Assistant Professor of Theater - College of Liberal Arts
Professor Nesmith traveled to Germany in July to participate with three UNH Theater students in an intensive three-week program at the International Performing Arts Institute.
Joop Van Den Ende Academy and Stage Entertainment Studios in
Hamburg, Germany, where the performers from IPAI auditioned
and took part in master classes
Kiefersfelden is a small, quaint village in the southern Bavarian Alps, near Germany’s border with Austria. It is home to cobblestone sidewalks, centuries-old homes and buildings, fantastic natural beauty, and warm, inviting residents. It is also home to the International Performing Arts Institute (IPAI), a three-week intensive program that brings together student artists who have a passion for musical theatre and opera with professional instructors and master teachers from America and Europe. Over the course of the intensive session, approximately 30 student-artists, each of whom auditioned to be part of the IPAI Company, have the opportunity to hone their craft in individual and ensemble instruction in voice, acting, movement, and dance. In addition, they study life skills, professional aspects of the entertainment industry in Europe, and German language. All of this study culminates in public performances in Kiefersfelden and, more importantly, an opportunity to audition for and participate in master classes with top industry professionals in Hamburg and Munich.
This was my first year as a faculty member and coordinator of musical theatre at IPAI, and I honestly didn’t know what to expect going in. I hadn’t been to Germany before, and I was traveling with my wife and two small children, so there were a lot of unknowns. However, once we arrived and began to meet and interact with my colleagues and the student-artists, a comfortable yet creatively invigorating routine was established. I taught voice lessons, acting class in the afternoon, and rehearsed scenes and songs for our performances in the evenings. There was an environment of creative freedom, which allowed me to explore my research into the applications of Lessac Kinesensics to musical theatre performance during voice lessons, while challenging myself and my students to take new risks and explore new avenues of realism and truth in their acting during classwork. One truly exciting feature of this experience was the collaborative nature of IPAI, where faculty from all over America came together in Germany to share creative ideas and challenge themselves and the student-artists. In addition, our student artists had the opportunity to work with some of the brightest minds in the European theatre/opera industry, such as opera director Robert Tannenbaum, master clinicians in voice Barbara Daniels and Elizabeth Eaton, opera director Michael Sturm, and casting director Ralf Schaedler of Stage Entertainment in Hamburg. Observing these master teachers and clinicians was an invaluable tool for me as an educator, as I not only found validation in what I’m teaching but new ideas and areas of growth that I am excited to explore.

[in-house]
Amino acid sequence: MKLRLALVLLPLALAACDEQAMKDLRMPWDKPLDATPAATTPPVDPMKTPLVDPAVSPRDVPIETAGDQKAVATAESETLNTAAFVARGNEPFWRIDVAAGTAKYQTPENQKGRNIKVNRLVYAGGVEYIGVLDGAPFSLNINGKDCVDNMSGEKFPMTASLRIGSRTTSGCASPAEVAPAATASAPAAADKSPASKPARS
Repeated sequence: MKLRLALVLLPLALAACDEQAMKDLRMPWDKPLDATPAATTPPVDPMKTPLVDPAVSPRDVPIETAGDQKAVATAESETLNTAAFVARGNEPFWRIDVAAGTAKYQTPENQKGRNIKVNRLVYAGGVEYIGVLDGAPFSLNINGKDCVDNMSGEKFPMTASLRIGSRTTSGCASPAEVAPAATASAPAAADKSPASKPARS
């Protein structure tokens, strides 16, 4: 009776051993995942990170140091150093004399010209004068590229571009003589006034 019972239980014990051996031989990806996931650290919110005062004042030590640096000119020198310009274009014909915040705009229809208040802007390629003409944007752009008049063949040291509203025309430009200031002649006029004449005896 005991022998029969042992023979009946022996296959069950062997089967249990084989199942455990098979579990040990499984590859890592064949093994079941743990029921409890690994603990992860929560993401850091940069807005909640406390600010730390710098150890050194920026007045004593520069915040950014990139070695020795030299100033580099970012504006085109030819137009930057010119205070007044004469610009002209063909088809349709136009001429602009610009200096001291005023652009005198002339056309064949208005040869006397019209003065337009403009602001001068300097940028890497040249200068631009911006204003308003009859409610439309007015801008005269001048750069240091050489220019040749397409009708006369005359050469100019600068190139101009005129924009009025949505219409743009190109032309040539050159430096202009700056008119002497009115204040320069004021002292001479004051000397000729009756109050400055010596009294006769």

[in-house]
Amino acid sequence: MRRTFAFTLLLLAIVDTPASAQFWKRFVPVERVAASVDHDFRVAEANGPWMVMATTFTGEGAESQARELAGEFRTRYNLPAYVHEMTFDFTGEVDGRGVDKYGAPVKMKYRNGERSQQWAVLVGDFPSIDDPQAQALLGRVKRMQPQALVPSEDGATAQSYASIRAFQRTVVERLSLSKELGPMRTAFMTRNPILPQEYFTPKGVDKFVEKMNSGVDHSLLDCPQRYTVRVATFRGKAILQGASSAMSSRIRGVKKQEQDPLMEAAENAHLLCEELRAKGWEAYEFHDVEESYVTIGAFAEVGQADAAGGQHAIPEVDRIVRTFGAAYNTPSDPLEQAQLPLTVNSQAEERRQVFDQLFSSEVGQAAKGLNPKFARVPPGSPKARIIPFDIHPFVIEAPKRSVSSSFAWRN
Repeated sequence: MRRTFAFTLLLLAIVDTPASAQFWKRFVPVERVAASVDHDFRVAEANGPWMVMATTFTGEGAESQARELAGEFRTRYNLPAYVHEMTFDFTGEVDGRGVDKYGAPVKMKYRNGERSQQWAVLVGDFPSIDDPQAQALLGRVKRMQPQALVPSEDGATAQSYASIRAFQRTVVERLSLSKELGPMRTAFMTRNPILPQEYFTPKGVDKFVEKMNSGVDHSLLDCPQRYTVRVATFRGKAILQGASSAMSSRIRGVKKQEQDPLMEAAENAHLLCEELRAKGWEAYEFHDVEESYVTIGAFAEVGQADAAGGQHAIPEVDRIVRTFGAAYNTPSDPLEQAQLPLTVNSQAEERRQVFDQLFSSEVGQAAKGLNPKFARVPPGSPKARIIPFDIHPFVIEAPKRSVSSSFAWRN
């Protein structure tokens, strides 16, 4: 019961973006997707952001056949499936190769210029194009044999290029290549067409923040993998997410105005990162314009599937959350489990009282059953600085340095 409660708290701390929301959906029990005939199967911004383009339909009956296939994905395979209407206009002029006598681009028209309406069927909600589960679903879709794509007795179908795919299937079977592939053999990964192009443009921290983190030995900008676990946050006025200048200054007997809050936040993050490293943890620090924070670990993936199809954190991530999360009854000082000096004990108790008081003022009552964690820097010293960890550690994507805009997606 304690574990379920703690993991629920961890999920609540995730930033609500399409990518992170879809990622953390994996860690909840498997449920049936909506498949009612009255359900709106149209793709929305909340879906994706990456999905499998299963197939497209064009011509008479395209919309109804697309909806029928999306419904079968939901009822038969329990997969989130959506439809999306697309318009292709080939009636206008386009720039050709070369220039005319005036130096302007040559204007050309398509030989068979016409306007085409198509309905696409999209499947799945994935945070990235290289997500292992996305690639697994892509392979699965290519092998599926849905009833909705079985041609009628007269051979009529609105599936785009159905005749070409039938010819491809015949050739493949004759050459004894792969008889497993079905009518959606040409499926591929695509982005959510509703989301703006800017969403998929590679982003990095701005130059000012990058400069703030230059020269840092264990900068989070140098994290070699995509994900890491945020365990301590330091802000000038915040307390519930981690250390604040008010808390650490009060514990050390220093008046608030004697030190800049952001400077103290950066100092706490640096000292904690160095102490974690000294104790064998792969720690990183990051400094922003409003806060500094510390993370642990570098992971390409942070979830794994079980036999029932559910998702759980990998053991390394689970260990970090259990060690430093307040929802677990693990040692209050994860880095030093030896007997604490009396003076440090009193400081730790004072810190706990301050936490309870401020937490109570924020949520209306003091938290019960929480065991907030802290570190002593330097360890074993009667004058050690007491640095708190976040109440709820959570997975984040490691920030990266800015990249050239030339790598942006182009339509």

(l. to r.) UNH students Elise Pratt (junior theatre major) and Kayla Fortin (senior theatre major), professor Matt Nesmith, and UNH student Justin Morin) prior to the final performance of the IPAI season in Kiefersfelden, Germany
I was proud to be joined at IPAI by three UNH Theatre students – Kayla Fortin, Justin Morin, and Elise Pratt. In three short weeks, each of these talented performers grew and matured in ways that I had not expected, and it was an honor to share the experience with them. Nowhere was this growth more evident than in our last week in Germany, which the musical theatre student-artists spent in Hamburg, home of the prestigious Joop van den Ende Academy and Stage Entertainment, Europe’s leading producer of Broadway caliber shows. Here, members of the Academy faculty and Ralf Schaedler, casting director for Stage Entertainment, coached and auditioned our student-artists. Several of our company, including our UNH students, had outstanding auditions and were/are being considered for positions in the Academy or future employment in the highly competitive German musical theatre market. I was also able to establish professional relationships with these international artists, which will benefit UNH and my students in the future.
By the end of the intensive experience, I was surprised to find that I didn’t want to leave. I had come to love the culture and pace of German life, and more importantly the creative vitality of IPAI. Fortunately I will be returning again next year, and I look forward to forging new artistic relationships and continuing my growth as an artist-educator.
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